Personal chattels – time for change
20 / 10 / 2014
Most people will have a clear idea of what their personal possessions or “personal chattels” are but, if asked to list these, few would include items such as “carriages”, “stable furniture”, “linen”, “plated articles” or “scientific apparatus”. It might come as a surprise therefore that until 1 October this year, these items were among a list of other somewhat outmoded objects that comprised the legal definition of “personal chattels”; a definition that had been in existence since 1925.
In an attempt to modernise this definition, new legislation has been introduced with effect from 1 October which defines “personal chattels” as “tangible moveable property other than any such property which consists of money or securities for money, or was used at the death of the intestate solely or mainly for business purposes, or was held at the death of the intestate solely as an investment.”
The definition of personal chattels, and in particular the exceptions to what is included in the definition, is important, because it will determine which assets pass to which beneficiaries after an individual’s death.
The first exception, money and securities for money, was found in the old definition. As before, such items will not be treated as personal chattels. The words “solely or mainly” have now been introduced to the second exception to make it clear that it is only where an item is used primarily for business purposes that it should be excluded from the definition of personal chattels.
The third exception is perhaps the most controversial. Property held “solely” for investment purposes, which has no personal use at the date of the deceased’s death will not be treated as a personal chattel. This is intended to be a narrow exemption such that property which has some personal use but which the deceased also hopes might increase in value, for example precious jewellery worn only occasionally, will not be excluded from the definition of personal chattels, even if it is held in a bank for security purposes. However, as various critics have pointed out, the point at which a piece of art or a collection of stamps would no longer be perceived as being held for personal enjoyment but solely for investment purposes is bound to be litigious.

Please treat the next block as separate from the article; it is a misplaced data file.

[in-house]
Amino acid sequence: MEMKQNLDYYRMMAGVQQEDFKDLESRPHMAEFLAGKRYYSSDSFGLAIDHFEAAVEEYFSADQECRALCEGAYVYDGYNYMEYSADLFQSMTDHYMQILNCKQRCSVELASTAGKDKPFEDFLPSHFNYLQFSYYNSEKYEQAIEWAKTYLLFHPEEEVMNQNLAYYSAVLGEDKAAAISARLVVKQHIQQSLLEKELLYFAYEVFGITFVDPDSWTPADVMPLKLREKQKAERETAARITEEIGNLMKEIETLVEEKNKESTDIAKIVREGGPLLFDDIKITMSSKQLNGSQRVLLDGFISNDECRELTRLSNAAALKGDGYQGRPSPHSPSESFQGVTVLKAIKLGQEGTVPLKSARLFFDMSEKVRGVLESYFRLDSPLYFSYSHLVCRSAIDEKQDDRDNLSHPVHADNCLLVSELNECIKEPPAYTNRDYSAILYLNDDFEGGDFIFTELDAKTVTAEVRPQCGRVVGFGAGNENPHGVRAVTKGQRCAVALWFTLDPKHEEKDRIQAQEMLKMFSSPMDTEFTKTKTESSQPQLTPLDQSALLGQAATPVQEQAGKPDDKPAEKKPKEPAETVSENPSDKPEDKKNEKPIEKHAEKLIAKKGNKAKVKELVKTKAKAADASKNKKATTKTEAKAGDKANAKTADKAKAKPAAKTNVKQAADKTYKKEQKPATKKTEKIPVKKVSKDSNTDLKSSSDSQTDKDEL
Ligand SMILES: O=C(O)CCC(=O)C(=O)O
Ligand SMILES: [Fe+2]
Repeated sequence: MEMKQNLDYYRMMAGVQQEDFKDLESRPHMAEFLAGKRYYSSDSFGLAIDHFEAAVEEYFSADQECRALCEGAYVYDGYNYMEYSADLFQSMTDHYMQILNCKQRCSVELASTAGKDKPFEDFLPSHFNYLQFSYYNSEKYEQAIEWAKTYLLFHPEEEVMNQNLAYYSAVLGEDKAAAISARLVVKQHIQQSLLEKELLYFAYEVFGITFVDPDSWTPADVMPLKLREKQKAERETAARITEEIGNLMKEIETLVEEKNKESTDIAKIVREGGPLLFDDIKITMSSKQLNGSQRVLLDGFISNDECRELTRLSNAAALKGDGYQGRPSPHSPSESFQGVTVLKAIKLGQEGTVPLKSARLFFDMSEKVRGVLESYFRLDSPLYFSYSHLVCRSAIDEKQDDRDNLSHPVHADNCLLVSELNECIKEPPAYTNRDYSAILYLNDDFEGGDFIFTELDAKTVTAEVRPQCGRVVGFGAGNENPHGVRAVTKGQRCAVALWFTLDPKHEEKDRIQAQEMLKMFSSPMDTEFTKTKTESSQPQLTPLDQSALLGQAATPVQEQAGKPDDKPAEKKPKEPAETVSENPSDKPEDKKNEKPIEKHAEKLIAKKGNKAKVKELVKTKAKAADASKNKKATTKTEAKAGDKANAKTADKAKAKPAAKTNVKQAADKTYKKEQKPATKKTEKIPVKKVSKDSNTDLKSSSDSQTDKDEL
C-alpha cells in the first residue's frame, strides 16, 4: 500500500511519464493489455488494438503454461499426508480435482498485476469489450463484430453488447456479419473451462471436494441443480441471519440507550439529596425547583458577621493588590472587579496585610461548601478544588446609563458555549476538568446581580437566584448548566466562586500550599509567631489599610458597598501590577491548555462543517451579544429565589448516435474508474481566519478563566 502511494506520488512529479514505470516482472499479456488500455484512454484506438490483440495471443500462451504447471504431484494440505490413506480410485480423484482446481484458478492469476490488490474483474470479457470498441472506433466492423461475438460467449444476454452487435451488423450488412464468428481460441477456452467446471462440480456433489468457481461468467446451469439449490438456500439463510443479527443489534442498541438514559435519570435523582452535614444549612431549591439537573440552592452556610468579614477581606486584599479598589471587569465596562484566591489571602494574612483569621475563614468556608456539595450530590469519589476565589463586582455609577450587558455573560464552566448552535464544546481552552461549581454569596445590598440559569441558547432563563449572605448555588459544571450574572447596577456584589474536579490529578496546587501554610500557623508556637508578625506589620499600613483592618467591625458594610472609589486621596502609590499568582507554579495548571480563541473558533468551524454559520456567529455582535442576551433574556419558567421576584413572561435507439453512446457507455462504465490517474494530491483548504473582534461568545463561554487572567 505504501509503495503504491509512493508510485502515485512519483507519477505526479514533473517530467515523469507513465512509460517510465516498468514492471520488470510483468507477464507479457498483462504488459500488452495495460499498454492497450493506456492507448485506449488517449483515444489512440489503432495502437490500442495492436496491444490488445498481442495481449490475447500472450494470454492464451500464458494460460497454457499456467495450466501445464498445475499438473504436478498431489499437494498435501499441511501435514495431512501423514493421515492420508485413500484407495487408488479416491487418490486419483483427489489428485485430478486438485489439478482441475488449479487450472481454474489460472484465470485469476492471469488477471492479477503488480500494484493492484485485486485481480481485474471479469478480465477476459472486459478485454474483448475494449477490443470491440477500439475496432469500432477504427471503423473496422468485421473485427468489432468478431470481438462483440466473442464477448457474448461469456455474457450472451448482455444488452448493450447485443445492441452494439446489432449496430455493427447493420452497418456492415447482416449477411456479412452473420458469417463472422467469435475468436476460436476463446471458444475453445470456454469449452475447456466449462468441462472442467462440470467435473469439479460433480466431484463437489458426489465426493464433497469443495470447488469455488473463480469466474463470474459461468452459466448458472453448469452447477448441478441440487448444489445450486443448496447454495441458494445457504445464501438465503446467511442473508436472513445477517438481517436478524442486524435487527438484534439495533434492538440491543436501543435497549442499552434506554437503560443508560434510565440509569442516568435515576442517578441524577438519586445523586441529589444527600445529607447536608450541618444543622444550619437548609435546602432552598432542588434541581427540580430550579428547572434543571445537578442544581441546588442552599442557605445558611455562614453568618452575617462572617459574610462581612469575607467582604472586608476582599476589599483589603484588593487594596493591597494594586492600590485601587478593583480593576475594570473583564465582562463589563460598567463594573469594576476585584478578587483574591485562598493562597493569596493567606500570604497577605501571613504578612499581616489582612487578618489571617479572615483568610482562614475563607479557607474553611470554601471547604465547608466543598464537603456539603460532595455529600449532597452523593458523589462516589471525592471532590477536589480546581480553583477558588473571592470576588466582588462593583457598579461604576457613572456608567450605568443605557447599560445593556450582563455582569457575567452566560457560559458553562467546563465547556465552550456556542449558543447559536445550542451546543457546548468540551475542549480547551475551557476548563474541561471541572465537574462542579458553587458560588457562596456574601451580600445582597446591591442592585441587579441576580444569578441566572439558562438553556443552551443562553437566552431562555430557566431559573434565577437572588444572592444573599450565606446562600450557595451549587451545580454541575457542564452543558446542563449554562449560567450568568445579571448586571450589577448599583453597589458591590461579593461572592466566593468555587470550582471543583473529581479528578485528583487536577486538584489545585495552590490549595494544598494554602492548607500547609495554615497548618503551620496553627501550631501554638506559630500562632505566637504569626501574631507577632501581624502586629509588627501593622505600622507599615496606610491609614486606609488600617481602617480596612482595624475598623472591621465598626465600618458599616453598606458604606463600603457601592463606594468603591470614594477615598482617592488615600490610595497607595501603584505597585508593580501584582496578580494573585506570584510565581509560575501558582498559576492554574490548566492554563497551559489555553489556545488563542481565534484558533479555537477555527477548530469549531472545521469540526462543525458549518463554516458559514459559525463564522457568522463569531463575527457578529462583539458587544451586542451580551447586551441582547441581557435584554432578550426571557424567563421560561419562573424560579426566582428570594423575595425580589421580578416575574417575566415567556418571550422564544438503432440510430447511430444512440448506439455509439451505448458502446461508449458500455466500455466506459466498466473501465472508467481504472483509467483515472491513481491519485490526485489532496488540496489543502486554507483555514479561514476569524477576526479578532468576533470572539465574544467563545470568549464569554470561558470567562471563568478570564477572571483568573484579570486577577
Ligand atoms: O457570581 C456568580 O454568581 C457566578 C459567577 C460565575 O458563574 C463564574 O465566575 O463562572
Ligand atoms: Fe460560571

If you do not have a Will, all of your “personal chattels” will pass to your surviving spouse or civil partner and so you should consider whether this new definition is broad enough to include items that you regard as your personal possessions or alternatively whether it now includes items that you would expect to be excluded. Can you get any personal enjoyment from items that might be considered investment property, but you would in fact like to pass to your spouse? Making a Will could avoid a dispute between your surviving spouse and children about whether or not items fall into the definition of personal chattels or fall into the residue and who should therefore inherit them.
If you have executed a Will before the 1 October 2014 which defines “personal chattels” by reference to the old statute (the Administration of Estates Act 1925), then, subject to contrary intention, the new definition will not apply. If you consider that the new definition is more appropriate in your circumstances, then you will need to execute a Codicil which expressly incorporates this into your existing Will.
If you need any advice about making a Will or amending your current Will then please contact one of our team.